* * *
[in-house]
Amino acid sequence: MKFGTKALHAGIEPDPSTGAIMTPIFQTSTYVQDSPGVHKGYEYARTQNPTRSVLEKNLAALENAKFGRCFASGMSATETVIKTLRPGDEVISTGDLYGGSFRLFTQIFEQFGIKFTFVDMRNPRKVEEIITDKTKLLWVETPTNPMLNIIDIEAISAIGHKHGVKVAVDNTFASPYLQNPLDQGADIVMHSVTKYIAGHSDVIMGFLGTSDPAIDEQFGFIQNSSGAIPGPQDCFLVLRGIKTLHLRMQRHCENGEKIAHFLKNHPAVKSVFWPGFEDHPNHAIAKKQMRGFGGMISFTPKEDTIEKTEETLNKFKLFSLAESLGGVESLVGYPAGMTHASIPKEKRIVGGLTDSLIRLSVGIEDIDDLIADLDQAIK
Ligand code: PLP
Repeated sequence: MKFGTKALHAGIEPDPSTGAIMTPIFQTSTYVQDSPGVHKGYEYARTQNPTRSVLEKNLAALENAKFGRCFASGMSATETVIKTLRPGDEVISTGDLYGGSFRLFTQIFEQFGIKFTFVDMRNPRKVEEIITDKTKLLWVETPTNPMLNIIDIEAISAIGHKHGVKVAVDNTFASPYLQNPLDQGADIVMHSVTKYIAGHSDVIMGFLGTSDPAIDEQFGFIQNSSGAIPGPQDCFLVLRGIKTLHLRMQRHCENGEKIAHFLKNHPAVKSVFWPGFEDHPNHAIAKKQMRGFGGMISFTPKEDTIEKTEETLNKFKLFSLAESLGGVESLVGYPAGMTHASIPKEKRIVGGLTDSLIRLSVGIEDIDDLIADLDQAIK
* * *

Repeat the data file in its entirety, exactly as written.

[in-house]
Amino acid sequence: MKFGTKALHAGIEPDPSTGAIMTPIFQTSTYVQDSPGVHKGYEYARTQNPTRSVLEKNLAALENAKFGRCFASGMSATETVIKTLRPGDEVISTGDLYGGSFRLFTQIFEQFGIKFTFVDMRNPRKVEEIITDKTKLLWVETPTNPMLNIIDIEAISAIGHKHGVKVAVDNTFASPYLQNPLDQGADIVMHSVTKYIAGHSDVIMGFLGTSDPAIDEQFGFIQNSSGAIPGPQDCFLVLRGIKTLHLRMQRHCENGEKIAHFLKNHPAVKSVFWPGFEDHPNHAIAKKQMRGFGGMISFTPKEDTIEKTEETLNKFKLFSLAESLGGVESLVGYPAGMTHASIPKEKRIVGGLTDSLIRLSVGIEDIDDLIADLDQAIK
Ligand code: PLP
Repeated sequence: MKFGTKALHAGIEPDPSTGAIMTPIFQTSTYVQDSPGVHKGYEYARTQNPTRSVLEKNLAALENAKFGRCFASGMSATETVIKTLRPGDEVISTGDLYGGSFRLFTQIFEQFGIKFTFVDMRNPRKVEEIITDKTKLLWVETPTNPMLNIIDIEAISAIGHKHGVKVAVDNTFASPYLQNPLDQGADIVMHSVTKYIAGHSDVIMGFLGTSDPAIDEQFGFIQNSSGAIPGPQDCFLVLRGIKTLHLRMQRHCENGEKIAHFLKNHPAVKSVFWPGFEDHPNHAIAKKQMRGFGGMISFTPKEDTIEKTEETLNKFKLFSLAESLGGVESLVGYPAGMTHASIPKEKRIVGGLTDSLIRLSVGIEDIDDLIADLDQAIK